• “When a small bowel obstruction is caused by stenotic disease, there is often concomitant acute inflammation. In these cases, the bowel is dilated upstream from a short segment (<2–3 cm) of thick-walled, hyperenhancing bowel. The hyperenhancement may be striated or homo- geneous and there are dilated vasa recta. There may be other associated mesenteric changes of edema, fluid, and penetrating disease with either fistulae or an abscess.” 


    Acute Infectious and Inflammatory Enterocolitides 
Baker ME
Radiol Clin N Am 53 (2015) 1255–1271
  • “With adhesive disease without ischemia or a closed loop, the bowel wall at the transition point is normal. There is no wall thickening or hyperenhancement and the adjacent mesentery is normal as well. When there is ischemia or a closed loop obstruction, the affected segments are dilated up stream to the obstructions and there are variable degrees of wall thinning or thickening, mesenteric edema, and peritoneal fluid.”

    Acute Infectious and Inflammatory Enterocolitides 
Baker ME
Radiol Clin N Am 53 (2015) 1255–1271
  • “In general, infections can affect both the small and large bowel. In the colon, most infections can cause a pancolitis. Right-sided disease tends to occur in Campylobacter, Salmonella, Yersinia, tuberculosis, and amebiasis. Left-sided disease tends to occur in schistosomiasis, shigellosis, herpes, gonorrhea, syphilis, and lymphogranuloma venereum. Cytomegalovirus (CMV) and Escherichia coli tend to be diffuse.” 


    Acute Infectious and Inflammatory Enterocolitides 
Baker ME
Radiol Clin N Am 53 (2015) 1255–1271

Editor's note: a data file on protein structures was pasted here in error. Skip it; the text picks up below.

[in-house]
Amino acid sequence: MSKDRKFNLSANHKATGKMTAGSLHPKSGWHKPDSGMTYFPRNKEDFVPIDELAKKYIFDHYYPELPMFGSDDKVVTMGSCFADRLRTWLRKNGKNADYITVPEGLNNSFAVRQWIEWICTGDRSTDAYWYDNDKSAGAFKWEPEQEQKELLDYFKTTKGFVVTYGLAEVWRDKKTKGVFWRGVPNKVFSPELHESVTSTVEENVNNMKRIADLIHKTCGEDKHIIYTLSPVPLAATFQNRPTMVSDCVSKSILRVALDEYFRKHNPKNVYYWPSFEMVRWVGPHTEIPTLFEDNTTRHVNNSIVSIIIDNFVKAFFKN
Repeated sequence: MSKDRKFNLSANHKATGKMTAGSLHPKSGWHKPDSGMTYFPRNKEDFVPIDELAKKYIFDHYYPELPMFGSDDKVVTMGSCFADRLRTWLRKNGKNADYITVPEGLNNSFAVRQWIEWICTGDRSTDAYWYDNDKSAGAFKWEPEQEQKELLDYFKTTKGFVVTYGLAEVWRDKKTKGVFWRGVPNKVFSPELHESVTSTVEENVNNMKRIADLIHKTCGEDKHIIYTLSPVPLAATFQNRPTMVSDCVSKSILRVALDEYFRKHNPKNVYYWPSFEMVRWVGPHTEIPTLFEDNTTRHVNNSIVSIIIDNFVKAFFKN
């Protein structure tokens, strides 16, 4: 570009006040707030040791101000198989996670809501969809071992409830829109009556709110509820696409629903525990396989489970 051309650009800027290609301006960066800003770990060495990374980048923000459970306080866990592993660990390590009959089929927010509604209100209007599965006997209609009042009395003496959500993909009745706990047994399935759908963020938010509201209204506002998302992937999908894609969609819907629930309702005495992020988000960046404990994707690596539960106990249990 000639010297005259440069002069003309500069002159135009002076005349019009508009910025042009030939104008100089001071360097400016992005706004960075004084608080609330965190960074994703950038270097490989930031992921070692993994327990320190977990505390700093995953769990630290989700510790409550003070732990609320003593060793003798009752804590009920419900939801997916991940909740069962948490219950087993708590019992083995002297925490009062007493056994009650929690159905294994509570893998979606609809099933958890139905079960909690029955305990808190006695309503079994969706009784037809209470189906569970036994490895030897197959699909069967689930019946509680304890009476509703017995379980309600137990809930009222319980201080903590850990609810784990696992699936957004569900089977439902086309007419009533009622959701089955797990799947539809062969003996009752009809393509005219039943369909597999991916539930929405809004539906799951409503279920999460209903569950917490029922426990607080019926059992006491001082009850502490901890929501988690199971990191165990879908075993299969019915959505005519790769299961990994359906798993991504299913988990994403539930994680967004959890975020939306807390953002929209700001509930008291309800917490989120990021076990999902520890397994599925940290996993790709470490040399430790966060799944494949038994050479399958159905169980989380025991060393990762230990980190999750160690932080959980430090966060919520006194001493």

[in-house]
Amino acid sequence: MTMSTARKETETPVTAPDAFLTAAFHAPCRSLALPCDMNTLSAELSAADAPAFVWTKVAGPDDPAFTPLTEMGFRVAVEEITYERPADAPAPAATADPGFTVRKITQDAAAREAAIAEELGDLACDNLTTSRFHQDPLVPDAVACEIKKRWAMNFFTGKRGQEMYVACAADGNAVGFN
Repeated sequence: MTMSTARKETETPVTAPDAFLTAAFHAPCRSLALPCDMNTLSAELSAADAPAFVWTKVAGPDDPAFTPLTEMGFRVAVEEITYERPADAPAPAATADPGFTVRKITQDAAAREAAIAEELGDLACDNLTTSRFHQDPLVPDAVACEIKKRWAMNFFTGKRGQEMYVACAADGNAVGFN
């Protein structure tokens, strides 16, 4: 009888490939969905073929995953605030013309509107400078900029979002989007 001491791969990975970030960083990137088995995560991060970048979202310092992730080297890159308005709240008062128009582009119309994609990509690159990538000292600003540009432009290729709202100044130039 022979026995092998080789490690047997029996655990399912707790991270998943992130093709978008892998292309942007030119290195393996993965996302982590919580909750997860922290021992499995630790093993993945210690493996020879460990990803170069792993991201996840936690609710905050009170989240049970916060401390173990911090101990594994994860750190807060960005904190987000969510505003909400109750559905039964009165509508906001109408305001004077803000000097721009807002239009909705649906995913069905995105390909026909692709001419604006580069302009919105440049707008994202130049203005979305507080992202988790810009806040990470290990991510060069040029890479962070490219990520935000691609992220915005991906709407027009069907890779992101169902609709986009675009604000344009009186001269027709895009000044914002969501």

• “Whipple disease is an infectious enteritis caused by a bacillus now called Tropheryma whipplei. The disease usually occurs in white men and commonly has extraintestinal manifestations, especially migratory arthritis. On small bowel imaging there are thickened, nodular folds. CT can show low-attenuation mesenteric and retroperitoneal lymph nodes much like those seen in Mycobacterium avium-intracellulare and unusually in lymphoma.” 


    Acute Infectious and Inflammatory Enterocolitides 
Baker ME
Radiol Clin N Am 53 (2015) 1255–1271
  • “Small bowel diverticulitis is an uncommon to rare entity similar in presentation to large bowel diverticulitis. The disease can occur in either the jejunum or ileum and presents with acute abdominal pain, localized tenderness, fever, and leukocytosis. CT shows focal small bowel wall thickening with adjacent soft tissue stranding in the mesenteric fat and sometimes a perienteric abscess.” 


    Acute Infectious and Inflammatory Enterocolitides 
Baker ME
Radiol Clin N Am 53 (2015) 1255–1271
  • "The small bowel feces sign is a CT manifestation of small bowel obstruction: particulate material mixed with gas bubbles in the small bowel, similar to the appearance of stool in the colon. This altered appearance presumably reflects stasis and resultant absorption of more fluid than normal in the small bowel. It usually occurs proximal to the site of obstruction, thus helpful in locating a transition point in some cases."
    The small bowel feces sign
    Scott Berl, Adrian Dawkins, David DiSantis
    Abdom Radiol (2016) 41:794-795
  • "The sign has a positive predictive value of 82% and has been reported in approximately 7-8% of cases of small bowel obstruction."
    The small bowel feces sign
    Scott Berl, Adrian Dawkins, David DiSantis
    Abdom Radiol (2016) 41:794-795
  • Chemotherapy Induced Enteritis: Facts